“Part of the issue is centered around family health,” said Transparent Path CEO & Co-Founder Eric Weaver. “47% of American households have at least one family member following a diet or health improvement program. In this setting, our research has shown a growing lack of trust with food information. 89% of these households switch to a new food product when they aren’t satisfied with the information provided.”

“That’s why we got into this business: to arm consumers with data to make their own informed choices. It’s also a chance to apply our knowledge and experience to reducing risk — health risk, financial risk, and reputational risk. By using sensors to capture data without requiring a lot of manual input, and by sharing the origins and provenance data of the food among all parties in the food chain, we can trace recalls back to the source far more quickly, and reduce the food waste and unnecessary expense during a recall.”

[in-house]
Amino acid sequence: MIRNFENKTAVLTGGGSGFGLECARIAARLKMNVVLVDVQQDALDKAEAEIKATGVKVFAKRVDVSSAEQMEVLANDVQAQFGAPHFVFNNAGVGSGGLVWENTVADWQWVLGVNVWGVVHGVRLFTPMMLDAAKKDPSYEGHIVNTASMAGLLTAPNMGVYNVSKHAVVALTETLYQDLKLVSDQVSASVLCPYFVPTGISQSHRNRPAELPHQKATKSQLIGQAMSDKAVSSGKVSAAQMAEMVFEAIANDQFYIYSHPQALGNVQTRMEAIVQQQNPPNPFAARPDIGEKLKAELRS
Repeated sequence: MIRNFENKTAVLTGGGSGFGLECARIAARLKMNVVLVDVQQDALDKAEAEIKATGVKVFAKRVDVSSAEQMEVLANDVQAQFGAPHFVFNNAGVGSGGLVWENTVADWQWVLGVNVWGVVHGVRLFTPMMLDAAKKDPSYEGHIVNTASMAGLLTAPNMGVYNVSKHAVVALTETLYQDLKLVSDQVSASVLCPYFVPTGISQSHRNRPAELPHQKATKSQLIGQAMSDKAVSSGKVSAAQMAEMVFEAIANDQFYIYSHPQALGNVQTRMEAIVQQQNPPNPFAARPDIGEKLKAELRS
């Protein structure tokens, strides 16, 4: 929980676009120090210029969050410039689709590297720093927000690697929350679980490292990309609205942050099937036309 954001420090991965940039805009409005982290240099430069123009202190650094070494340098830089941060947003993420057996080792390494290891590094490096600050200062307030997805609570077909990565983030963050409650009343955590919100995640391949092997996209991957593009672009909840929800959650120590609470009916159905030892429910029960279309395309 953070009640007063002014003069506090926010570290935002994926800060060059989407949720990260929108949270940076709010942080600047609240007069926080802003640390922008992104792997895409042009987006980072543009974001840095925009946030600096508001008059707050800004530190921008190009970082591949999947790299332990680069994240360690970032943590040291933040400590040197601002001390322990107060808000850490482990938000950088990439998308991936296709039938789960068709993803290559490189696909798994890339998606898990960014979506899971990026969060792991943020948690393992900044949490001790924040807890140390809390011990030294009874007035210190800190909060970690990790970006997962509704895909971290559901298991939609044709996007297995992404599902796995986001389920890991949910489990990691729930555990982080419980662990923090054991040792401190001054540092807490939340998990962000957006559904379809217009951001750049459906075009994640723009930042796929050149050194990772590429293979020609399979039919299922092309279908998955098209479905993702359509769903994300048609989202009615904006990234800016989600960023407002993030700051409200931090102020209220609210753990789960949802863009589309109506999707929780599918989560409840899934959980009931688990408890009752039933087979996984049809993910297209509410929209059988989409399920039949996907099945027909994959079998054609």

In the new partnership, the two companies will combine Transparent Path’s IoT expertise and US market connections with Penta’s proven enterprise-grade blockchain ecosystem.

“In 2017, we pioneered Blockchain Rice, one of the first use cases of food traceability in China, tracking rice from nearly 13 million acres of farmland and making the data available to consumers purchasing the rice from online retailers,” stated David Ritter, CEO of Penta. “The benefits of fast traceability and food transparency are incredibly important to consumers. Imagine holding your mobile phone over a product at the grocery store and seeing exactly where it came from, how it got to you, and what happened to it along the way. This is the kind of transparency consumers will demand for all food products in the coming years.”

“Blockchain technology makes this possible, as it gives the various parties in a supply chain visibility into product origin and provenance from a trusted data stream,” Ritter added. “For example, if a truck carrying frozen beef has a breakdown or a risky temperature violation, product sensors would instantly notify the recipient, perhaps a food processor or distribution center. By identifying the risk early on, we could prevent risk to retailers and consumers. Bad food wouldn’t even reach the shelves in the first place. This is going to revolutionize the way we do our food shopping.”